Point Lobos National Park is a gorgeous dive site fifteen minutes from Monterey (where many individuals go to get certified for the first time). The Northern California coastline is a popular spot in general for dives, but Point Lobos allows only fifteen scuba divers a day to enter the water, ensuring the reef structures remain unspoiled. In addition to the haunting kelp forests and myriad of smaller creatures you’ll see, harbor seals have also been known to swim by.


STAY: Hyatt Carmel Highlands

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Keahole Point, Hawaii

If you’re a manta lover, there are few better dive sites than Keahole Point on the Big Island of Hawaii. Night dives are particularly popular where mantas — some with a wingspan of 16 feet — glide eerily through the shadowy waters.


STAY: Royal Kona Resort

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Florida Keys, Florida

The Florida Keys remain a popular diving destination for several reasons, perhaps chief among them the number of wrecks in the waters here. Some people search for gold or buried treasure among the trading vessels or lost pirate ships, but others come just for the history. The USS Vandenberg, a 523-foot-long missile-tracking ship just six miles off the coast, is a must-see.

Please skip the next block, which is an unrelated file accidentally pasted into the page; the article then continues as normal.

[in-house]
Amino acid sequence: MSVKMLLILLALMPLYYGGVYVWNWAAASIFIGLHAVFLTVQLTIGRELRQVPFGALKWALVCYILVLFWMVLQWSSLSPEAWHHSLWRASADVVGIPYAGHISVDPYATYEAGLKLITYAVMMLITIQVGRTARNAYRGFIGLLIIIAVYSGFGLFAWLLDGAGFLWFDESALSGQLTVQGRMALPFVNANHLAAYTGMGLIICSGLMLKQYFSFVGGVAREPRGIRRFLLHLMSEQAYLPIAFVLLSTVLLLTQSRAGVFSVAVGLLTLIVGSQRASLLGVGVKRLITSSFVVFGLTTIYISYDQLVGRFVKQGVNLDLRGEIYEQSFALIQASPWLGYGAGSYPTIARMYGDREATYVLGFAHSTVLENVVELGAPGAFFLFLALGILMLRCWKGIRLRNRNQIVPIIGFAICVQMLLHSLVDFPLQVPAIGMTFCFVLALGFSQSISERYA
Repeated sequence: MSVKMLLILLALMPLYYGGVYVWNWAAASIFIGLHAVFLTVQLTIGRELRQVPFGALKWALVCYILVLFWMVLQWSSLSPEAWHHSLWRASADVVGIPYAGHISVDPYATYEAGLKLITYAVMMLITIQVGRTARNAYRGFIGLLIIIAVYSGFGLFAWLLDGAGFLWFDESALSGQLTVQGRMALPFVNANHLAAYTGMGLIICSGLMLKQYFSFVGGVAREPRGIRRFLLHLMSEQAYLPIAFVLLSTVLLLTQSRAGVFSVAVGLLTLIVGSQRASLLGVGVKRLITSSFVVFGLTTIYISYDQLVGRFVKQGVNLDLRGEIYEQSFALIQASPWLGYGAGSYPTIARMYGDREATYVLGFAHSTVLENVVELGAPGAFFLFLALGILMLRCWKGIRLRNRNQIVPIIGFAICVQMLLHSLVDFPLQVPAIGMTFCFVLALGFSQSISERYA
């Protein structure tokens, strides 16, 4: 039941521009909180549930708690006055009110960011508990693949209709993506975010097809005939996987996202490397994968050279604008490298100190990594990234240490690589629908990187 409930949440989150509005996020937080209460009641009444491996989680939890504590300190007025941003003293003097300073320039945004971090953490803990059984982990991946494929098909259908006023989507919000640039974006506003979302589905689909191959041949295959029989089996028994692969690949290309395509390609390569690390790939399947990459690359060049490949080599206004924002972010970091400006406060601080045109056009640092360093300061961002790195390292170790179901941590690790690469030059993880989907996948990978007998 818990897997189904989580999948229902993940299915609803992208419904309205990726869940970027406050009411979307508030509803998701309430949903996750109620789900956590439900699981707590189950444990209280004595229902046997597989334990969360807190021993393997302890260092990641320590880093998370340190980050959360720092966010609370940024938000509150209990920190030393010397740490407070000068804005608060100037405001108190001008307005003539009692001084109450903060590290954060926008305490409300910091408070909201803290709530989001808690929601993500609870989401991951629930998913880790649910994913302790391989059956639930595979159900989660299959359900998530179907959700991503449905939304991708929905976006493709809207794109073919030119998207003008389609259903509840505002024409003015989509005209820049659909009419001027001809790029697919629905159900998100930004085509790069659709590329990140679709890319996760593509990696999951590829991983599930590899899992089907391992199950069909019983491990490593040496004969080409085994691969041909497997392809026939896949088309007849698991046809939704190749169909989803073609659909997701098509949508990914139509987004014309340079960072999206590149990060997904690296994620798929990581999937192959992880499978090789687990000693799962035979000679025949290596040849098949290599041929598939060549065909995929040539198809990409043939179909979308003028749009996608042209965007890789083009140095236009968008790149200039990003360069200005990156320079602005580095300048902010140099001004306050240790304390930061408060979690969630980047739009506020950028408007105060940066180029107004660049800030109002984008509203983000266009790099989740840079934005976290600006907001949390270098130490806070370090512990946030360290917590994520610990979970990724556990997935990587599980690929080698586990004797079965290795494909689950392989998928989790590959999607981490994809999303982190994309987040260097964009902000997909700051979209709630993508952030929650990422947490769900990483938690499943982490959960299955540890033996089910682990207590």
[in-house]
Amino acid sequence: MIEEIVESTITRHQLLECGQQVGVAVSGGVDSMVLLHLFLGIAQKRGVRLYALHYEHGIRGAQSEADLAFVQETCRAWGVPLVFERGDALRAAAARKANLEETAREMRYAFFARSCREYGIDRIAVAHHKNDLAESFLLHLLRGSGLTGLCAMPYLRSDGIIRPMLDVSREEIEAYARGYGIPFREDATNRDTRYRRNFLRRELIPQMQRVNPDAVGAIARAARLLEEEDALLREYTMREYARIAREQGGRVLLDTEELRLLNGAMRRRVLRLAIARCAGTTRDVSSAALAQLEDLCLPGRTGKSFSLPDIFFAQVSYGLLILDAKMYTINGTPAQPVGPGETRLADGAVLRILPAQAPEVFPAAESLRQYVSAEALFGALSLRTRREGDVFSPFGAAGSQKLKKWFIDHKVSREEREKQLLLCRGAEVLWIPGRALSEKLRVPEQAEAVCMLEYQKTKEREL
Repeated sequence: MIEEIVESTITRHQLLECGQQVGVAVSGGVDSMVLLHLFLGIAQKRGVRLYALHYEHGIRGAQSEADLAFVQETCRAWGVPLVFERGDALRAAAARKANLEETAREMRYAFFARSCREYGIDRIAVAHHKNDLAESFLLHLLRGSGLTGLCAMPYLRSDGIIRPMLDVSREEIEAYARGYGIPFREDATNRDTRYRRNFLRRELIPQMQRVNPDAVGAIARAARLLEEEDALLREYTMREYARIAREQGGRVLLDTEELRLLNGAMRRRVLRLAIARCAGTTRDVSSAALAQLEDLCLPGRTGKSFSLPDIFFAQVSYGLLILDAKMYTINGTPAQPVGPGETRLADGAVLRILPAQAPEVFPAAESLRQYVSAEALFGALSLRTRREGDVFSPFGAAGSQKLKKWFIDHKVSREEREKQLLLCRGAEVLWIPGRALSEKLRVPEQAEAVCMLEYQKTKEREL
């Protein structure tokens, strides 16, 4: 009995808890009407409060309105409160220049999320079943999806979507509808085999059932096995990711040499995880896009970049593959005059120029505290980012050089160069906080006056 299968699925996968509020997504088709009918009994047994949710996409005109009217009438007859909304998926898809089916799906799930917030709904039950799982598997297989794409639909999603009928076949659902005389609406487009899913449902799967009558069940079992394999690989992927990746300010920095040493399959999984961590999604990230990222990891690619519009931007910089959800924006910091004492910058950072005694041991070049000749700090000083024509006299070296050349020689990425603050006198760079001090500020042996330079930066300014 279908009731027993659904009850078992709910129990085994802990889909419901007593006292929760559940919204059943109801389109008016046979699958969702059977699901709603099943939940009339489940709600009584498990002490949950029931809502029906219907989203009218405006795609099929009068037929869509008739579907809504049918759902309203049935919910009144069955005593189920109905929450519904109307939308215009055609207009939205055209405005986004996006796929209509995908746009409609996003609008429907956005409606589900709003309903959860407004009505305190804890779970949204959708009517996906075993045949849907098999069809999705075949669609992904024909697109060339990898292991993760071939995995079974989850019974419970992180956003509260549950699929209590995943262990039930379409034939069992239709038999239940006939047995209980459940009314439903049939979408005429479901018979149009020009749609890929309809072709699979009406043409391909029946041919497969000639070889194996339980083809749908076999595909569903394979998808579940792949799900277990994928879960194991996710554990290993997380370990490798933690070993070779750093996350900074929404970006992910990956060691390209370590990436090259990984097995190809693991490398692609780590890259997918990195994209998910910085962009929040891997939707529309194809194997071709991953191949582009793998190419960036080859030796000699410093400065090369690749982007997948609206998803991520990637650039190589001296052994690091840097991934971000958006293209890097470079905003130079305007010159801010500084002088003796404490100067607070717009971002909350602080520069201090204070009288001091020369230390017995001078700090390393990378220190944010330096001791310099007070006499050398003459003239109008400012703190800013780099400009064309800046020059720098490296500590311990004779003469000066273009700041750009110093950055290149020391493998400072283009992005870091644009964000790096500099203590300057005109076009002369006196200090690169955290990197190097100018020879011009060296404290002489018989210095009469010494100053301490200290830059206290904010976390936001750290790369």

STAY: Cheeca Lodge & Spa

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Isla Mujeres, Cancun, Mexico

If you’re dying to get up close and personal with a whale shark, then a summer trip to Isla Mujeres (the laid-back island off the coast of Cancun) is necessary. From June to September, these enormous ocean creatures can be seen in the waters around the island. These giants are of the gentle variety, no matter how intimidating their size might be, so divers are perfectly safe.


STAY: Hotel Villa Rolandi Thalasso SPA—Gourmet & Beach Club

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Cocos Island, Costa Rica

For the true adventure diver, there are few spots in North America better than Cocos Island. Deciding to embark on a diving trip there requires some thought. Located 36 hours by boat from mainland Costa Rica, it’s a trek to get there. And, as Cocos is a national park and extremely protected by the Costa Rican government, visitors are strictly regulated. Dive trips can be organized, with many lasting several days–some even up to ten. It’s more than worth it, however, as you get the chance to see huge schools of sharks, dolphins, giant mantas, and a variety of rays. The reef system is stunning and, if you look closely, you’ll see octopuses and eels darting here and there.

 

STAY: Si Como No Resort, Spa, and Wildlife Refuge

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Ray of Hope, Bahamas

The ironically named ship, Ray of Hope, was purposefully sunk off the coast of the Bahamas in 2003. Since then, the ship has garnered many visitors–particularly those of the shark variety. Dozens of gray reef sharks now seemingly call the wreck home, making for a truly eerie and spectacular dive. For another popular dive into shark-infested waters, check out the Bahamas’ Tiger Beach, where striped tiger sharks congregate.

 

STAY: Old Bahama Bay Resort & Yacht Harbor